Marc Christ Brand Manager, Modified Mustangs & Fords
September 10, 2014
Photos By: Cesar Andre

The sun had just crested the Las Vegas skyline on its ascent. As I walked through the casino and exited through the rotating door, the crisp early November air hit my face and tingled my lungs.

Valets fetched sedans, cabs flowed through like a stream, honking their horns, and people from all different walks of life entered and exited the Las Vegas Hotel, where I had been staying. I sipped on my coffee and sat on the bench awaiting my ride to a dry lakebed for a photo shoot in the desert, located an hour or so away from Sin City.

Over the previous five days, the SEMA show had consumed my days and the Las Vegas nightlife my nights. For those of us in the automotive industry, it's a chance to catch up with friends, eat ridiculous amounts of food, and see the latest developments in the industry first hand. My approaching chariot just so happened to be one of those developments. On display to represent Hellion Power Systems, a company you've seen on these pages many times, this vehicle featured twin-62mm Precision turbos, and I was to drive it out to the location of the photo shoot. It could have been a lawn tractor, and I would have slapped my grandmother in the face to get a chance to take the helm. Let's say I was excited.

And as I watched car after car enter and leave the loading and unloading zone, my anticipation grew. Then a formidable and sinister-looking pickup truck made the turn toward me and rolled slowly to a stop. The driver hopped out, leaving it running, and left the driver's door open for me to enter. There were a few Hellion Power Systems stickers on the doors and hood, so I knew the driver wasn't making a mistake, but I was taken aback. After a long pause, I jumped up, grabbed my belongings, and jumped up into the driver's seat.

This “pickup truck” was actually a 2011 SVT Raptor. Sure, it did have large 35-inch Nitto Trail Grapplers wrapped around a set of custom black wheels, but other than that, it looked like any other stock crew-cab Raptor you would see on the street. It was black without the graphics package—intimidating to say the least.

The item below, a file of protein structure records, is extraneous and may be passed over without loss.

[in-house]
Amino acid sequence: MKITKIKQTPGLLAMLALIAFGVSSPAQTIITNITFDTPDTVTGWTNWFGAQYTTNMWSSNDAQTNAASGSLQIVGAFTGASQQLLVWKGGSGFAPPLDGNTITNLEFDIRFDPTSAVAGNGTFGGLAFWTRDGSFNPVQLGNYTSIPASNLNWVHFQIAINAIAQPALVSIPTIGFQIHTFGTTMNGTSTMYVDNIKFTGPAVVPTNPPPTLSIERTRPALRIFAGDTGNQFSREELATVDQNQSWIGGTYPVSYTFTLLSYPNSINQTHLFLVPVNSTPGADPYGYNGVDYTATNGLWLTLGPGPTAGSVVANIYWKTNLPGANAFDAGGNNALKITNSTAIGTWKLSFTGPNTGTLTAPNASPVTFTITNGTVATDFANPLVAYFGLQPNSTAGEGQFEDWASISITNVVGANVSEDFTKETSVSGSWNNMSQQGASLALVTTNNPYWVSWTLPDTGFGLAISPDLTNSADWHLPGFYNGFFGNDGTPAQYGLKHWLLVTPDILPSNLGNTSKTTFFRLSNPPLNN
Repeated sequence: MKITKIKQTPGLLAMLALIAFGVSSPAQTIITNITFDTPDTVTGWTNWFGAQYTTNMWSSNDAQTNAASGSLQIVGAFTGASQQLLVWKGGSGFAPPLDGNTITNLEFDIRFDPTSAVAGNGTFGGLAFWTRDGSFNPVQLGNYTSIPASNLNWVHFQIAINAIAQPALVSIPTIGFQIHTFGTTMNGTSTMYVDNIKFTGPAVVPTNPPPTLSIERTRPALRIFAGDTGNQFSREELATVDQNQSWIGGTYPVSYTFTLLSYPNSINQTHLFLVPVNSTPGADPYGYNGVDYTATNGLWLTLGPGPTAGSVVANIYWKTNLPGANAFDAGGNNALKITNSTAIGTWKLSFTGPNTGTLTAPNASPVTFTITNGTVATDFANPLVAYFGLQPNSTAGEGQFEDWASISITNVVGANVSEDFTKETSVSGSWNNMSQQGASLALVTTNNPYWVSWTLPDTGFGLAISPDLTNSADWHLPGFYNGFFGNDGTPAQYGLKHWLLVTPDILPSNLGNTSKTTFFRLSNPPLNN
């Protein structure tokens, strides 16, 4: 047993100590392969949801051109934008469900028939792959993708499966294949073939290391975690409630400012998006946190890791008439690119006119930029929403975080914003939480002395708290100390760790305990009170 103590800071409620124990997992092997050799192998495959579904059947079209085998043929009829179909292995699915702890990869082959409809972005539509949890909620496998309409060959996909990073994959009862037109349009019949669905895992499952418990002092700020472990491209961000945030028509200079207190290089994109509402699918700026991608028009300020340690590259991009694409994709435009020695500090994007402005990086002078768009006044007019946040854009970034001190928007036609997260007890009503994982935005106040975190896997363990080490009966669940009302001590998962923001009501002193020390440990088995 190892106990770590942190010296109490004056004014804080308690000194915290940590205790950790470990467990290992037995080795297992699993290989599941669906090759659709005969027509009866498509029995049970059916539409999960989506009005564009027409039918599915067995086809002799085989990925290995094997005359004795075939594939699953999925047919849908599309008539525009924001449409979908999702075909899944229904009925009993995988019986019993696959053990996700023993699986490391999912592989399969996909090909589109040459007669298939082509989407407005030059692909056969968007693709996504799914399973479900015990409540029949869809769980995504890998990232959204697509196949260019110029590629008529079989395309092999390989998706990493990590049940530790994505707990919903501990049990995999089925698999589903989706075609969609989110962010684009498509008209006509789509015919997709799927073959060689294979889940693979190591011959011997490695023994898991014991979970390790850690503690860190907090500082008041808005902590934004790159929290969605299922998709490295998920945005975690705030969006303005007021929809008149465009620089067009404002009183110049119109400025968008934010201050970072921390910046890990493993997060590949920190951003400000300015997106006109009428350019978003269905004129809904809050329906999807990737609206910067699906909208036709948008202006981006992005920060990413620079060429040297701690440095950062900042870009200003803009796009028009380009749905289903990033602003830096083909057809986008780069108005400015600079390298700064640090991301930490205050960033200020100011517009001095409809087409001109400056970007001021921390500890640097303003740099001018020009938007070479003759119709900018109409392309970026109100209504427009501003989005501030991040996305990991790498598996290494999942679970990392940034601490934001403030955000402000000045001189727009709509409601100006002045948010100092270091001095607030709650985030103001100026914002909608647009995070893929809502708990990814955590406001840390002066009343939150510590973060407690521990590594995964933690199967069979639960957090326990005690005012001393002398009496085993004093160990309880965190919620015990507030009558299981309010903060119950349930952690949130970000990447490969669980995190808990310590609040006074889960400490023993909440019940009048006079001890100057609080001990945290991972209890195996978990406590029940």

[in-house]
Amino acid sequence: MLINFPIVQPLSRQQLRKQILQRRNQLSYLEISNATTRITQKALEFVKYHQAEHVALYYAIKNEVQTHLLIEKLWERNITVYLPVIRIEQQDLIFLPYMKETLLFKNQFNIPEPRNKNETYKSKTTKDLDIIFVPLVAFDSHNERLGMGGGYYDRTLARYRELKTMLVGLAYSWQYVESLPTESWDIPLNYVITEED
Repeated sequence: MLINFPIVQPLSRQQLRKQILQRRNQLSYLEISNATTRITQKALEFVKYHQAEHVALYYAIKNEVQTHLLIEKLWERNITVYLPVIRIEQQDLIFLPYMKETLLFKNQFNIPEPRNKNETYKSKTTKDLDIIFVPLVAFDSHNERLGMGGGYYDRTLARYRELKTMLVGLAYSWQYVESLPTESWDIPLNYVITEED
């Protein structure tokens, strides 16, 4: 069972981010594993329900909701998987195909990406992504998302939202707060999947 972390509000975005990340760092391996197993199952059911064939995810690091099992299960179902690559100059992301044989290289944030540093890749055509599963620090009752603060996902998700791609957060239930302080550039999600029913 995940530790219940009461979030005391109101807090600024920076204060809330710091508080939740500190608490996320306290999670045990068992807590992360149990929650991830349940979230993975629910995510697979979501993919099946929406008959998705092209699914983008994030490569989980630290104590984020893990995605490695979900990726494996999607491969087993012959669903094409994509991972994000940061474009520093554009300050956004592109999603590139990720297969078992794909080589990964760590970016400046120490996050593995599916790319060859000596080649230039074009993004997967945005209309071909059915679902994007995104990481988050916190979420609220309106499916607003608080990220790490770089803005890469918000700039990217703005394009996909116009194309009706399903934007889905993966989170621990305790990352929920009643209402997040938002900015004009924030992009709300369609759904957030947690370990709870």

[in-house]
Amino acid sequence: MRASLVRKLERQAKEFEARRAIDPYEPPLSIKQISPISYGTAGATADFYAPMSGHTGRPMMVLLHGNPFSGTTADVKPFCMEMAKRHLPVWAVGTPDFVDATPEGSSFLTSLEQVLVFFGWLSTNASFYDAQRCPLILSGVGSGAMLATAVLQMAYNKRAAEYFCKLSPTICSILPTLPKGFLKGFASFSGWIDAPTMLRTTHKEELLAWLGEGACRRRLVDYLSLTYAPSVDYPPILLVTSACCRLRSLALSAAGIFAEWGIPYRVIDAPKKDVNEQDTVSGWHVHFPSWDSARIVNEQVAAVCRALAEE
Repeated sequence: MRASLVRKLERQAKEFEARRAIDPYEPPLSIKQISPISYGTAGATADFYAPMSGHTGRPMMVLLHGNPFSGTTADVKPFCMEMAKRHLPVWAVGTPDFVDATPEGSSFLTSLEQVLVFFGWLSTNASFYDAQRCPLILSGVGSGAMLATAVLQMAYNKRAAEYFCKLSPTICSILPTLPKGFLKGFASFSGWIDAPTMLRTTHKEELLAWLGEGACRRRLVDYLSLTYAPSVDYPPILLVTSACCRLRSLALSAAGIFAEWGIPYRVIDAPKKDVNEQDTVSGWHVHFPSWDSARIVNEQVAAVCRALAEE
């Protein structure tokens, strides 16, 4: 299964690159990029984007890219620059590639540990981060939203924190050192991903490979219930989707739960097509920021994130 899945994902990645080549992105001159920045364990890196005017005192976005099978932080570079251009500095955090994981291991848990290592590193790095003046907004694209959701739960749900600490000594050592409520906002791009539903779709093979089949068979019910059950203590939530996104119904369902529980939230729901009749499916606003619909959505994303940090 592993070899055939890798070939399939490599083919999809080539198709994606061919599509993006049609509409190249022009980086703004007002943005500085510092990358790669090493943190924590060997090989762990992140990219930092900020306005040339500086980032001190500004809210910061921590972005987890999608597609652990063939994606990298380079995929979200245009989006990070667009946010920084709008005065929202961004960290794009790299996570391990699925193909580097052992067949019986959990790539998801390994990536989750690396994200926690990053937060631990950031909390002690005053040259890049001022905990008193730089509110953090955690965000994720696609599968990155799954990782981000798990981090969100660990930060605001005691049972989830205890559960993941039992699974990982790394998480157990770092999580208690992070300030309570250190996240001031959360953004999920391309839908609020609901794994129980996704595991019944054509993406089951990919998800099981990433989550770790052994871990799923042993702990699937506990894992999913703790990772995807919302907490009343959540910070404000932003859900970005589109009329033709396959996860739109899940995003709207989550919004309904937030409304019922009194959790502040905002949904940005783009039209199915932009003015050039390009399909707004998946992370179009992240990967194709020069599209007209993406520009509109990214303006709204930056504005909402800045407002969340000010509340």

Still, I climbed into the driver's seat enthusiastic about this all-new adventure that I was embarking on. Though Mustangs have been my passion for many years, I'm familiar with trucks. I grew up in a rural area, and all of my buddies had four-wheel-drive trucks. And my first vehicle was a '73 Bronco. So behind the wheel of the Raptor felt like coming home. Though my Bronco didn't have all of the technology found on this state-of-the-art off-road contraption. Cruise control, satellite radio, navigation, adjustable pedals, heated and cooled seats—not a chance on my Bronco.

We know the Raptor can handle off-road situations better than almost any other production vehicle. With its Fox racing shocks, unique control arms, high-and-wide stance, and 6.2L engine, it's the king of production four-wheel-drives. So the unpaved portion of this drive was going to be fun, without a doubt, but the paved portion was the part that I was so unsure about.

I've had the pleasure of driving both 5.4L and 6.2L Raptors—they're not rocket ships. I mean, considering they weigh over 6,000 pounds, they're not slow by any means, but not fast. So as I made my way through the surface streets and toward the freeway, I did some light-to-light launches, just to see what this baby could do. As I accelerated from a dig, it hunkered down, dug in, and halfway through the intersection I could hear the turbines spooling up. Back in the seat I went, and all 550 rwhp and 586 lb-ft of torque could be felt in the seat of my pants.

The truck was a test mule for Hellion, and was used to develop its Raptor twin-turbo kit. At only 7 pounds of boost, it's a mild hit of boost, but very effective and quick to react. Besides the aforementioned Precision 62mm turbos, the kit features 100-percent stainless steel construction, Turbosmart 40mm wastegates and VEE bypass valves, stainless four-into-one headers, a large vertical flow dual-inlet intercooler, and 3-inch downpipes (which can be connected to the stock exhaust system if desired).

After feeling the power that it could produce, I began to wonder if drivability was at all sacrificed. It wasn't. At part throttle, cruise, or decal, the Hellion Raptor behaved like a stock piece. No rattles, no bucking, no surging, and no stalling—it was a dream to drive. And once we arrived to the dry lake bed? Well, just look at the pictures on these pages. We had a blast, and the Hellion Raptor didn't disappoint—on- or off-road.

Still, I climbed into the driver's seat enthusiastic about this all-new adventure that I was embarking on.